As reported here on ARC2020, A debate over a Transatlantic Trade and Investment Partnership (TTIP) between the US and EU has been going on throughout this year. After the first round of talks in July 2013, there was an intention to conclude the negotiations by the end of 2014, but now it’s more likely that there will be an extension of the talks in 2015.
According to Polish Agriculture Minister Stanislaw Kalemba, given the current tariff rate, the liberalisation of trade would be much more beneficial for the U.S. than Europe.
– I’ve got a lot of doubts about the readiness of European agriculture for the full liberalisation of trade with the United States. – Mr. Kalemba told portalspozywczy.pl.– I believe there are two important differences: the level of customs’ duties and the agricultural models. We must also remember that the EU agriculture has strict requirements on food safety, animal welfare, environmental protection, etc. This translates to higher costs of production in the EU, which in turn has consequences in terms of competitive disadvantage toward the food producers in other countries, including the USA. –
Mr. Kalemba believes also that taking into account these differences, in the case of sensitive food products a trade liberalisation within the EU-US Agreement should be limited to tariff quotas, which do not endanger the stability of the EU market. The agreement should also provide a safeguard clause allowing a temporary withdrawal of preferences in case of a significant increase in imports threatens any domestic market. Examples of such sensitive sectors are: meat, poultry and eggs, in which animal welfare standards have an impact on the competitiveness. The issues related to food are perceived as “sensitive” in the negotiations, mainly due to the differences in the approach to several key food industry topics, such as GMOs or cloning farm animals.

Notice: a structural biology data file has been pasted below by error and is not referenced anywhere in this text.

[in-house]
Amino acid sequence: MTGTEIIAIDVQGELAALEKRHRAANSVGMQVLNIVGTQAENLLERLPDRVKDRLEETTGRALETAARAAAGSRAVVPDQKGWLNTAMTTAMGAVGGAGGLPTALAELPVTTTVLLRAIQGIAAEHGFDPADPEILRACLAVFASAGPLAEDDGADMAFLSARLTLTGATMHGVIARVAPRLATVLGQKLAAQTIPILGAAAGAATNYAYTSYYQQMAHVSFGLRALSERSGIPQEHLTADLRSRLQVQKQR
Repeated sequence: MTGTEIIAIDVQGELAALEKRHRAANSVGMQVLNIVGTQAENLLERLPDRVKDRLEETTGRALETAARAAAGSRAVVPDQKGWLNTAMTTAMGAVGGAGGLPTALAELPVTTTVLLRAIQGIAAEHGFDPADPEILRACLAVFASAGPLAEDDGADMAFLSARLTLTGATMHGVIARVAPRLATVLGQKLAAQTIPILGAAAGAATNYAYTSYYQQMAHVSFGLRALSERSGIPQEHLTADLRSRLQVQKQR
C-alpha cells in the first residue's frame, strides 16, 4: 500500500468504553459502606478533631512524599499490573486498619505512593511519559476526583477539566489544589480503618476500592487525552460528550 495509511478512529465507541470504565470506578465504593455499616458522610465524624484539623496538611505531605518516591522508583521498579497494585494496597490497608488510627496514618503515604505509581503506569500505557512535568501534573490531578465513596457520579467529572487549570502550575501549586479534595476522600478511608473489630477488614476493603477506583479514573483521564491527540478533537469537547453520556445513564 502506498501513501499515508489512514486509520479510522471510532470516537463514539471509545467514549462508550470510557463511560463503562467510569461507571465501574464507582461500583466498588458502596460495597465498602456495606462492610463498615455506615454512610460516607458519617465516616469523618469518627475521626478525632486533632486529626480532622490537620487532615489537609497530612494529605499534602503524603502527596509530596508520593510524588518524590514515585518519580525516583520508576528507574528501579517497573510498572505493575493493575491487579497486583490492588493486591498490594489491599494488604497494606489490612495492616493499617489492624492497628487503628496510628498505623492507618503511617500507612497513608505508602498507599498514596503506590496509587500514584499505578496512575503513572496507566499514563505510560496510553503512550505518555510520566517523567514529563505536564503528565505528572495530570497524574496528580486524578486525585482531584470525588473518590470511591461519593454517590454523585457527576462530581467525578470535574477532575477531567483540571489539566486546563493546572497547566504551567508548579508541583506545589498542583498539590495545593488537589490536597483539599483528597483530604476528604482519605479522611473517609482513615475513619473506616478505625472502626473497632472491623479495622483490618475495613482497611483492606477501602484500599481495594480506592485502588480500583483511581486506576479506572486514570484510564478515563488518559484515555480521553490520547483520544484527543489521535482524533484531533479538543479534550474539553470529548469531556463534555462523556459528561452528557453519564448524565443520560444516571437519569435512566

According to Mr. Kalemba the agreement with the United States should not result in a lowering of the EU standards in agriculture and food production. The differences in the food production standards should be taken into account in decisions on the scope and scale of liberalisation of trade. So far the EU does not seek to include the issues of GMOs into the negotiations. Polish Ag Ministry believes that cultivation of GM crops should be decided by the member countries of the EU.
A study, published in June 2013 by the Bertelsmann Foundation shows that TTIP would mainly benefit Washington. The experts of the Munich-based IFO institute, which did the study, found a deal would lead to a 13,4 5% long term income per head increase in the US, but only an average of 5% rise among the EU’s 27 member states.
Europe and the US account for almost half of the world’s total output and a third of its trade and the transatlantic partnership would be the biggest in the world – trading €2 billion of goods and services every day.
EU Commission on TTIP